Separate and unequalThe losses that Nepal suffered in the 2015 earthquakes were staggering. The government’s Post Disaster Needs Assessment (PDNA) estimated that over 8,000 people lost their lives in the earthquakes and more than 20,000 were injured.
The losses that Nepal suffered in the 2015 earthquakes were staggering.
The government’s Post Disaster Needs Assessment (PDNA) estimated that over 8,000 people lost their lives in the earthquakes and more than 20,000 were injured. About 500,000 houses were destroyed and over 250,000 partially damaged.
Given the scale of the destruction, recovery and reconstruction have been arduous.
The National Reconstruction Authority (NRA) had made missteps in the past, but it is forging ahead with reconstruction. Still, the government cannot address all issues by itself. It requires the support of many NGOs and the private sector.
In addition, there is an urgent need for independent analysis to demonstrate the ways in which the government policies have been insufficient or have had unintended consequences.
This will help the relevant authorities revise their plans and policies accordingly.
Amnesty International last week launched a report titled, “Building Inequality”: The Failure of the Government to Protect the Marginalised in Post-Earthquake Nepal.
The report offers new insights into the reconstruction process. The central and most startling insight the report provides is how reconstruction has failed to take into consideration the most-disadvantaged, landless sections of the population.
To be eligible for housing grants, Nepali citizens have to demonstrate that they own the land on which they reside.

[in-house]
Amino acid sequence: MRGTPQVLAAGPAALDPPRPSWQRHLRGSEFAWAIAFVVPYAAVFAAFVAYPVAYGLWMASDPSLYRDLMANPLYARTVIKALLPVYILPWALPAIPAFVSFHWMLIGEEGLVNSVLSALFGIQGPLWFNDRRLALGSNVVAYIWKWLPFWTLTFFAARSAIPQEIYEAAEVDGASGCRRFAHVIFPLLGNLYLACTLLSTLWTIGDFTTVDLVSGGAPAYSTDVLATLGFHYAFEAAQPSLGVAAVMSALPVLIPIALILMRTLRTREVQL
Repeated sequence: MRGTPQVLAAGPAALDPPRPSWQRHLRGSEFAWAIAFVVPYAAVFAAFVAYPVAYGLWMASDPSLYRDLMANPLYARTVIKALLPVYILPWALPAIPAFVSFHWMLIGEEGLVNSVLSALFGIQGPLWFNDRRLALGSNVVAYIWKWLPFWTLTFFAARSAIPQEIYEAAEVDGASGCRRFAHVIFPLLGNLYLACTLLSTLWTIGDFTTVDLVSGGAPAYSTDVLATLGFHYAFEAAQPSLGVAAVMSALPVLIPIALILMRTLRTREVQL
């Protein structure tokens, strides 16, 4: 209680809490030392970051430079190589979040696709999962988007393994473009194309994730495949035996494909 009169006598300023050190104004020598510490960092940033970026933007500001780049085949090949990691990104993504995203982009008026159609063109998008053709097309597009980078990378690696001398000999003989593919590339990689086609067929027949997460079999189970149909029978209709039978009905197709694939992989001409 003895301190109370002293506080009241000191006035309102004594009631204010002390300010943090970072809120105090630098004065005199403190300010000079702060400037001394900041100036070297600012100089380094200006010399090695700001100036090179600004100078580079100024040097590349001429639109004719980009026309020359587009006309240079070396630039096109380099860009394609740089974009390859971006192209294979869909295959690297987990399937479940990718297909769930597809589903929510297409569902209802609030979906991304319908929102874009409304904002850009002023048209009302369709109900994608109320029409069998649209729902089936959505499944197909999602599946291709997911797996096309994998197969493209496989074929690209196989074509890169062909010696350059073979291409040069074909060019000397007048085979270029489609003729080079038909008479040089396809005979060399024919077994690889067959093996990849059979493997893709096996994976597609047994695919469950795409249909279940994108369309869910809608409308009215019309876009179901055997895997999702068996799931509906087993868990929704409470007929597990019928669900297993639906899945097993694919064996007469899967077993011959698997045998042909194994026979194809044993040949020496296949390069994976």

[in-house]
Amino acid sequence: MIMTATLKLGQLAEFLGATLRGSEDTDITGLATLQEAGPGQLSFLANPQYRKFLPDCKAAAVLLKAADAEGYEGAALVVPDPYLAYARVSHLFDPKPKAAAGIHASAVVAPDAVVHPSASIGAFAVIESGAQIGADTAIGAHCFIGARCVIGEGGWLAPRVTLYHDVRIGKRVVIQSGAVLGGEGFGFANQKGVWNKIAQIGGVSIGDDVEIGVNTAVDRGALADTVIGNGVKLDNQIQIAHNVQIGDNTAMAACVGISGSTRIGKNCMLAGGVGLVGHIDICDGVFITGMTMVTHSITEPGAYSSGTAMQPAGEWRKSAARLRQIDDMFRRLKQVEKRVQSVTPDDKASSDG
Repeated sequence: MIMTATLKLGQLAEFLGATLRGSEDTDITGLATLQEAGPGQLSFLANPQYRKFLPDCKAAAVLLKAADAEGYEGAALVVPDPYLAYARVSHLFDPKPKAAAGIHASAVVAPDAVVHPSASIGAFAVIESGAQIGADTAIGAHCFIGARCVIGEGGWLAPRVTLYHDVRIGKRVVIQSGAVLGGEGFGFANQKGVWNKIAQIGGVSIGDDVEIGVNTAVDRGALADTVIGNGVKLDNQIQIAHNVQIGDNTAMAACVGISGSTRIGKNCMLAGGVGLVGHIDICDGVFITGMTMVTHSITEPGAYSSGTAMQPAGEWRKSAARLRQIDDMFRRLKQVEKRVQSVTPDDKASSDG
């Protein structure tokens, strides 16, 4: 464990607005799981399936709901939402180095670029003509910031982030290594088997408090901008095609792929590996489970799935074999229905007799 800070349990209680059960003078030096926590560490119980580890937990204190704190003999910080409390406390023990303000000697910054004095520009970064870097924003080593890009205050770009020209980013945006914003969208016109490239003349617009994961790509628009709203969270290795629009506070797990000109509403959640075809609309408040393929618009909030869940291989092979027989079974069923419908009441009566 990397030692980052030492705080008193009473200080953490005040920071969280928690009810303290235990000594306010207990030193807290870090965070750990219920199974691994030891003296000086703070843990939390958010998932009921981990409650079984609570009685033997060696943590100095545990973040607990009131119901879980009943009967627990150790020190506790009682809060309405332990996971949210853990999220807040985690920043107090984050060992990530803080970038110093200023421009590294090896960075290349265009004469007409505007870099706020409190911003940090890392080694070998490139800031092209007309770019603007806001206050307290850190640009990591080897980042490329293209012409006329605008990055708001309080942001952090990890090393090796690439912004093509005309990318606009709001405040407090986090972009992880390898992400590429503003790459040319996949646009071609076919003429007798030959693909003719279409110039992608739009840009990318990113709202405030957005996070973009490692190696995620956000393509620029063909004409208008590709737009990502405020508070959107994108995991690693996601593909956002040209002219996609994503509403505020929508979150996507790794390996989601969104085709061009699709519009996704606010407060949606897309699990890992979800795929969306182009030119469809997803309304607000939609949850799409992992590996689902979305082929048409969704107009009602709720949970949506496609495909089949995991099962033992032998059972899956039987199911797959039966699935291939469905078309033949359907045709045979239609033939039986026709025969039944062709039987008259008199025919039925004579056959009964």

But around 25 percent of Nepalis are landless. They have been living either on public land or as tenants. Unable to prove ownership of land, these people—tens of thousands in number—have been excluded from the reconstruction process.
The government has started addressing the concerns of this disenfranchised group to some extent, but there is still a long way to go.
Now that the process of handing out housing grants is well underway, the government would do well to look into the needs of such sections of the population.
Furthermore, as the Amnesty report points out, tens of thousands of people from the more marginalised sections of the population have lived in extremely inadequate housing conditions over the past two years.
This has led to an increase in various health problems, such as respiratory diseases and snakebites.
In addition, quake survivors, especially those living in remote places, have to walk for hours to access grants.
This is extremely difficult for the elderly and the sick. The government had initially promised to establish widespread branch-less banking points to distribute grants. But this has not been followed.
Earthquake survivors continue to find it difficult to access information about the reconstruction process.
Information centres were meant to be established, but they have either not been formed or are not functioning well.
The government needs to start addressing such concerns, by improving medical services, and making it easier to access grants and information about the reconstruction process.